Stomach Cancer Overview

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Treating Stomach Cancer TOPICS

Targeted therapies for stomach cancer

Chemotherapy (chemo) drugs target cells that divide quickly, which is why they often work against cancer cells. But there are other aspects of cancer cells that make them different from normal cells. In recent years, researchers have developed new drugs to try to target these differences. Targeted drugs may work in some cases when standard chemo drugs don’t. They also tend to have fewer severe side effects than standard chemo drugs.

A drug called trastuzumab (Herceptin®) can help some patients with stomach cancer. Trastuzumab targets a certain protein called HER2. If the stomach cancer cells have too much HER2 protein, giving this drug with chemo can help some patients with advanced stomach cancer live longer than giving chemo alone.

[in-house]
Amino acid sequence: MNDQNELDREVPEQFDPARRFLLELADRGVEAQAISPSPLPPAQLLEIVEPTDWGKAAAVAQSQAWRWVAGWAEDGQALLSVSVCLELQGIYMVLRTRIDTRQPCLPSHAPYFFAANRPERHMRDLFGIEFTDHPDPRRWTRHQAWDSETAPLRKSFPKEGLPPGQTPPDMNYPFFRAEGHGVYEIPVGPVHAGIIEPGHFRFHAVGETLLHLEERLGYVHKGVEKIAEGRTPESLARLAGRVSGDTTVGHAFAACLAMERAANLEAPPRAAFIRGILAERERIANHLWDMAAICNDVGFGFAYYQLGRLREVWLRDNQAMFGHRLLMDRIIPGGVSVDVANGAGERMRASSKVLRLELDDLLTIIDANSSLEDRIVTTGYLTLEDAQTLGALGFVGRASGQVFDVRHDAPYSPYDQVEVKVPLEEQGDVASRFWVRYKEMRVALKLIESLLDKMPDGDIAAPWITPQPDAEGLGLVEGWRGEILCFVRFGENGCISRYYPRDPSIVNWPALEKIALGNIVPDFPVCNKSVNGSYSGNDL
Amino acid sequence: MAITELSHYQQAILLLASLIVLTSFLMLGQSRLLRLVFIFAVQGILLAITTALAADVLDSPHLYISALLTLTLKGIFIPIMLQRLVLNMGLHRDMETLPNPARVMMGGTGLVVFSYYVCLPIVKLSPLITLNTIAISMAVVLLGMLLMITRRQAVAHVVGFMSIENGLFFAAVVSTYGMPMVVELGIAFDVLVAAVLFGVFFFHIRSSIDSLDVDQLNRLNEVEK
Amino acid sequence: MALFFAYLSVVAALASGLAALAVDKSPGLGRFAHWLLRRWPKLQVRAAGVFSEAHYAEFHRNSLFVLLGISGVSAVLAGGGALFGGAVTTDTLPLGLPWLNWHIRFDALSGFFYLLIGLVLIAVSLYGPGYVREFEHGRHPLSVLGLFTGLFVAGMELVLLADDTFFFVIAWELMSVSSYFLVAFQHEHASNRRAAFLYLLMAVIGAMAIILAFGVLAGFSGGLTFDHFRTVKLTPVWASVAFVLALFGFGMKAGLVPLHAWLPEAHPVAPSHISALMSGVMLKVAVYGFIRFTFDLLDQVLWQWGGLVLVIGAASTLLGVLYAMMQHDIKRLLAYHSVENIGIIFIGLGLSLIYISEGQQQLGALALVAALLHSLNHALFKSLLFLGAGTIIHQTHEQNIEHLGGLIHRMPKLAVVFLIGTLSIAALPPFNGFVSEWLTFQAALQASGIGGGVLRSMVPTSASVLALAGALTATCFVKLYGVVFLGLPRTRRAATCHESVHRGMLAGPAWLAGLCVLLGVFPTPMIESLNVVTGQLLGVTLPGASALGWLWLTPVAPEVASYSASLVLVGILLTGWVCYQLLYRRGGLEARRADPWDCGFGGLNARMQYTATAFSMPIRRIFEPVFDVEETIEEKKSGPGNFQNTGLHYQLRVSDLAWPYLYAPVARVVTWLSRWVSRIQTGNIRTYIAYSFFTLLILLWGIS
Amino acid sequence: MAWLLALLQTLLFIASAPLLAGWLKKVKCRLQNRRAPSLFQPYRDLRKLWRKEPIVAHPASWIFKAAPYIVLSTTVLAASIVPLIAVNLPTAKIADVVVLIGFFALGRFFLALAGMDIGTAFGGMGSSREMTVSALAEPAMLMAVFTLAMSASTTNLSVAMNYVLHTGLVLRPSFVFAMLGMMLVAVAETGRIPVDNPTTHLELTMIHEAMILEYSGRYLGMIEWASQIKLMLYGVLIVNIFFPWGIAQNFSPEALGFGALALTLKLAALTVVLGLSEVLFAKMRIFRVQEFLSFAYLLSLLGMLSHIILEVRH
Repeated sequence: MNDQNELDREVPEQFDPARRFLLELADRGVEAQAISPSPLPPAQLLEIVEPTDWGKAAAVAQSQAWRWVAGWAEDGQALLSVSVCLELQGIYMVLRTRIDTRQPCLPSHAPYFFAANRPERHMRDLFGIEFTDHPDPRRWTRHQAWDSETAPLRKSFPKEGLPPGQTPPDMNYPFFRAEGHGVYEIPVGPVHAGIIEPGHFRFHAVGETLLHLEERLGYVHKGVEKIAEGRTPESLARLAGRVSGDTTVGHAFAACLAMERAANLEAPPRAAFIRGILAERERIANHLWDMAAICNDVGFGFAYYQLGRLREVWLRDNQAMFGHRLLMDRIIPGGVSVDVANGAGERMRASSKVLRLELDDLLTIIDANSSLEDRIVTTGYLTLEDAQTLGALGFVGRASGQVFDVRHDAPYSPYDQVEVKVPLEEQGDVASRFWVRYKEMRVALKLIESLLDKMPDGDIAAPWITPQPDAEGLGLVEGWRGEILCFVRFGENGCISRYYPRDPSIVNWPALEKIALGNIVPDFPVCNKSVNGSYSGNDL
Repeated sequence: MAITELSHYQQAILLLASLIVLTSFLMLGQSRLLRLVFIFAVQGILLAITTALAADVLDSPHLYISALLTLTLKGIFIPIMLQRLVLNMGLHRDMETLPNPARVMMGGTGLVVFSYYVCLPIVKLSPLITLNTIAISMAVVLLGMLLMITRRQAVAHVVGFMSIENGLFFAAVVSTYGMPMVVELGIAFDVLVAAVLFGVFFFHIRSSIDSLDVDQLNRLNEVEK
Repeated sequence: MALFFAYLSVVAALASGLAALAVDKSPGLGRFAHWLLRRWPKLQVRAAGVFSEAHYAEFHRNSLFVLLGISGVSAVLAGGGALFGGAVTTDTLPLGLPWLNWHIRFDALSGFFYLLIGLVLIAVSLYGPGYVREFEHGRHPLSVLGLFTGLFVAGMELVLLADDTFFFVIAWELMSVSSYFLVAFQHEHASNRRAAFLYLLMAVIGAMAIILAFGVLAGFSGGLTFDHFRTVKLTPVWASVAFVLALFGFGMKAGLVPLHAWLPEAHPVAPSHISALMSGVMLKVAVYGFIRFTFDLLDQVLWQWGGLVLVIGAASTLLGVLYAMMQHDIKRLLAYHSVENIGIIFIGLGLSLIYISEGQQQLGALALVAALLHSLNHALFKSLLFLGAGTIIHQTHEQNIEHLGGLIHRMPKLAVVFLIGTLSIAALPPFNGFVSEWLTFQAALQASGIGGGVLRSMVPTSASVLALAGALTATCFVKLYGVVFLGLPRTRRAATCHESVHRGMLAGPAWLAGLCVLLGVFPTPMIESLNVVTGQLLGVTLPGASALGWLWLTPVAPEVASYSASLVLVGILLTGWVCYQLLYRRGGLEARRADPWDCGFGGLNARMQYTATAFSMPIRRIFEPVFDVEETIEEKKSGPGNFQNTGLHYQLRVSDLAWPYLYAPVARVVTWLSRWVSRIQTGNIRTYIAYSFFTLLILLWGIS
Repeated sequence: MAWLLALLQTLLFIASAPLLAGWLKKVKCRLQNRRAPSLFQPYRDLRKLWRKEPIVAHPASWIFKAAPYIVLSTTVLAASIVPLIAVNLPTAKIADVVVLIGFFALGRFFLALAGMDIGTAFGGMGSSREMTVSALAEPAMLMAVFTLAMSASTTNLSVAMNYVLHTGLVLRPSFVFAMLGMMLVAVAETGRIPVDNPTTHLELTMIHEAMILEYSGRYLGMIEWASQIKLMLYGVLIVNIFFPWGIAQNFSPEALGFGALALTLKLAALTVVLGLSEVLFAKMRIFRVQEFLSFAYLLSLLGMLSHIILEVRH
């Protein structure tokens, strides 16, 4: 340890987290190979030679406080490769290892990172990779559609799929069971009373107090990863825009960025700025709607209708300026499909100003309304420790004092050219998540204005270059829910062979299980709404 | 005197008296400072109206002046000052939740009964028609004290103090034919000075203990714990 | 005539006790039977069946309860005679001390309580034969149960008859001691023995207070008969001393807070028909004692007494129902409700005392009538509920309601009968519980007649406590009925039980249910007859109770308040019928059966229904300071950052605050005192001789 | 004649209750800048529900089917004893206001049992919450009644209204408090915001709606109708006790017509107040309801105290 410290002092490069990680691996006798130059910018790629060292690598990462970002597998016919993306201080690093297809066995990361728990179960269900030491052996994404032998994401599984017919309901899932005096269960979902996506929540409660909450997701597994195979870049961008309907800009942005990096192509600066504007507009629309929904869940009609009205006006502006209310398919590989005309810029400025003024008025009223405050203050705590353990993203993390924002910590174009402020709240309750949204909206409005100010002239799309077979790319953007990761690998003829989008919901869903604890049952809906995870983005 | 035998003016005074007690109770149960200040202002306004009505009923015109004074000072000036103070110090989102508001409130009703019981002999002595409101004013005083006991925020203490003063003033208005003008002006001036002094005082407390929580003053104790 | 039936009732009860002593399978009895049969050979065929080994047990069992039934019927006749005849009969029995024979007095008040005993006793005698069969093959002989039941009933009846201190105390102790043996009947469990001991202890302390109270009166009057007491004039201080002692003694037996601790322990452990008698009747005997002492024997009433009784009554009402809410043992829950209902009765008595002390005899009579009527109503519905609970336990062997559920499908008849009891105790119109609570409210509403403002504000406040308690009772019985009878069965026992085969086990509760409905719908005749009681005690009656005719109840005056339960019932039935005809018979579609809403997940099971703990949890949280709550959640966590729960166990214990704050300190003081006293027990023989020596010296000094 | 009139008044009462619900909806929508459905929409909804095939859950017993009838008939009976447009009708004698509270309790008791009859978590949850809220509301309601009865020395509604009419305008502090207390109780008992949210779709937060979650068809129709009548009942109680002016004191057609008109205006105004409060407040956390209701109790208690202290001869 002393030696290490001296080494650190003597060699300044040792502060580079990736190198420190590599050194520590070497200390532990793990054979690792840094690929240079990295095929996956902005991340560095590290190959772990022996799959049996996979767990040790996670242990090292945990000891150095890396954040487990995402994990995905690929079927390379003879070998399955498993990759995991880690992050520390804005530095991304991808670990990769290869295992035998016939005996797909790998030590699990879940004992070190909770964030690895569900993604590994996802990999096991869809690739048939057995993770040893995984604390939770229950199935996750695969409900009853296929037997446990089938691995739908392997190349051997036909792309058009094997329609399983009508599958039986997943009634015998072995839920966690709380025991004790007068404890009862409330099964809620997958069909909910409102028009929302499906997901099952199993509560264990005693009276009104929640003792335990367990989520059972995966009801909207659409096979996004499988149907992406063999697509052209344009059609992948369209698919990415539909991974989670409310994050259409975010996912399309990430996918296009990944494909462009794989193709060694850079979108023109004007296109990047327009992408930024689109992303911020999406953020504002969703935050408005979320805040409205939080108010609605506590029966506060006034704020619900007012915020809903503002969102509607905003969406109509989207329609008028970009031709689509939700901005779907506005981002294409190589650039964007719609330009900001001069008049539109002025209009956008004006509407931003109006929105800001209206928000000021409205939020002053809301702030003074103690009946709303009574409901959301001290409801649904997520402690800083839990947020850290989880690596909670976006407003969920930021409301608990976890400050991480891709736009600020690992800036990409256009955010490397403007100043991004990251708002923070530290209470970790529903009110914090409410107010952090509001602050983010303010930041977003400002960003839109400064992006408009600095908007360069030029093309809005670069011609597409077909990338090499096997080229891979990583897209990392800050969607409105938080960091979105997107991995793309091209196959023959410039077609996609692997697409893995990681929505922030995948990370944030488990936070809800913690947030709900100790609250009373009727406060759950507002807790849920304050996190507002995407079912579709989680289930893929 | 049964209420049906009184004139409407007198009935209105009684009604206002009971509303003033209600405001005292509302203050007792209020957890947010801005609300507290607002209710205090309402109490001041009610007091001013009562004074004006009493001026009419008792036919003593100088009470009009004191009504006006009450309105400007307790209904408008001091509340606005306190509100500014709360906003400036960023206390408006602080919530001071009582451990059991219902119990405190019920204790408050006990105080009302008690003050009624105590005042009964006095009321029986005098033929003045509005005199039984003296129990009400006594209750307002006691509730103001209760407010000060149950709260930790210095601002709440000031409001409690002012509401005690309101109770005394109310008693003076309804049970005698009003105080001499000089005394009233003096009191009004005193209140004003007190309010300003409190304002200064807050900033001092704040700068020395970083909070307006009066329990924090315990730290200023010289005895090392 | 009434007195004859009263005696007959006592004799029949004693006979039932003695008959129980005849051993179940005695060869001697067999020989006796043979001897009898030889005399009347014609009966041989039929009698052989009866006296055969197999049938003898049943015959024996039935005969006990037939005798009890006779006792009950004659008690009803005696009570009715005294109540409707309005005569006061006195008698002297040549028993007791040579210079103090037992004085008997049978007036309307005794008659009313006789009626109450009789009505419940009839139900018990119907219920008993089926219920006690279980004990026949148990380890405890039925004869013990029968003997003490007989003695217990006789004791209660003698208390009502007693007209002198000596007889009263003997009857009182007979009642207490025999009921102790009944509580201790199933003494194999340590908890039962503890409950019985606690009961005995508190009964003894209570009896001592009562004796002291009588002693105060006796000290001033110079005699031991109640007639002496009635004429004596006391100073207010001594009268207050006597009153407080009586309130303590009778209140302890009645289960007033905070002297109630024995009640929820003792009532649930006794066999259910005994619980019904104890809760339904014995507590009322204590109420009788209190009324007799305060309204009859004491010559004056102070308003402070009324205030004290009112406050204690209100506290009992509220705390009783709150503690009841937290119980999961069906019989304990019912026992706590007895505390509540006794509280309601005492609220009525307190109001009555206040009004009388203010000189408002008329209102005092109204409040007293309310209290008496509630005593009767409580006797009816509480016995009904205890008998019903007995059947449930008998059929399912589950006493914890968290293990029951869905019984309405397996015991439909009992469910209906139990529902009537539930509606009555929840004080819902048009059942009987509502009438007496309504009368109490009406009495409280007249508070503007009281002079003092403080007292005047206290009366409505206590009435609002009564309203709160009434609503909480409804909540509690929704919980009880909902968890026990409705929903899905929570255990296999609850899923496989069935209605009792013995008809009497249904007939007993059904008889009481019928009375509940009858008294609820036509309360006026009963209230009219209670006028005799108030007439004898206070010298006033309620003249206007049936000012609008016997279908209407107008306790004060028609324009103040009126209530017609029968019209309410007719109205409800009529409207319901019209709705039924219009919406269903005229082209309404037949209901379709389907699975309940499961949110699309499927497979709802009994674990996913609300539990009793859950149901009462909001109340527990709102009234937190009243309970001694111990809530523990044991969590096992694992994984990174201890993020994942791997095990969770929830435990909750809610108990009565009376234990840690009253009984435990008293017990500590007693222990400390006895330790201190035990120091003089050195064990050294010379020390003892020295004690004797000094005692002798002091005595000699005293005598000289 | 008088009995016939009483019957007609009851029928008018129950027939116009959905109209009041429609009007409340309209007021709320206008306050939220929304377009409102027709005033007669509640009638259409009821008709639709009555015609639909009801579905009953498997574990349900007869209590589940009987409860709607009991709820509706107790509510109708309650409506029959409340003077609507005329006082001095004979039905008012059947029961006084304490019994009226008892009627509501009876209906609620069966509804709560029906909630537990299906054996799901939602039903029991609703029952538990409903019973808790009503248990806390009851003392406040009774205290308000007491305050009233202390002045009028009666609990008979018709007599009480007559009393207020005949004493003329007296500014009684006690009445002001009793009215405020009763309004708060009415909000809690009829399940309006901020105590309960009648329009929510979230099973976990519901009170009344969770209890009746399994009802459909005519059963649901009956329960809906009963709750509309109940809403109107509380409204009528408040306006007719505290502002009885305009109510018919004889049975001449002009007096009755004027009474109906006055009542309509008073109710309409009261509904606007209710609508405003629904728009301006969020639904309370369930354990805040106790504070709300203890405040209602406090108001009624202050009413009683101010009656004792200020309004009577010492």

Trastuzumab is put into a vein (an injection). For stomach cancer it is given once every 2 or 3 weeks along with chemo. The best length of time to give it is not yet known. This drug is only helpful for some stomach cancers — the ones that contain too much of the HER2 protein.

The side effects of trastuzumab tend to be fairly mild. They can include fever and chills, weakness, nausea, vomiting, cough, diarrhea, and headache. These side effects happen less often after the first dose. Rarely, this drug can lead to heart damage.

Other targeted therapy drugs are being tested against stomach cancer. Some of these are discussed in more detail in the section “What’s new in stomach cancer research?” And you can read more about targeted therapy in our document Targeted Therapy.

Last Medical Review: 03/18/2013
Last Revised: 02/11/2014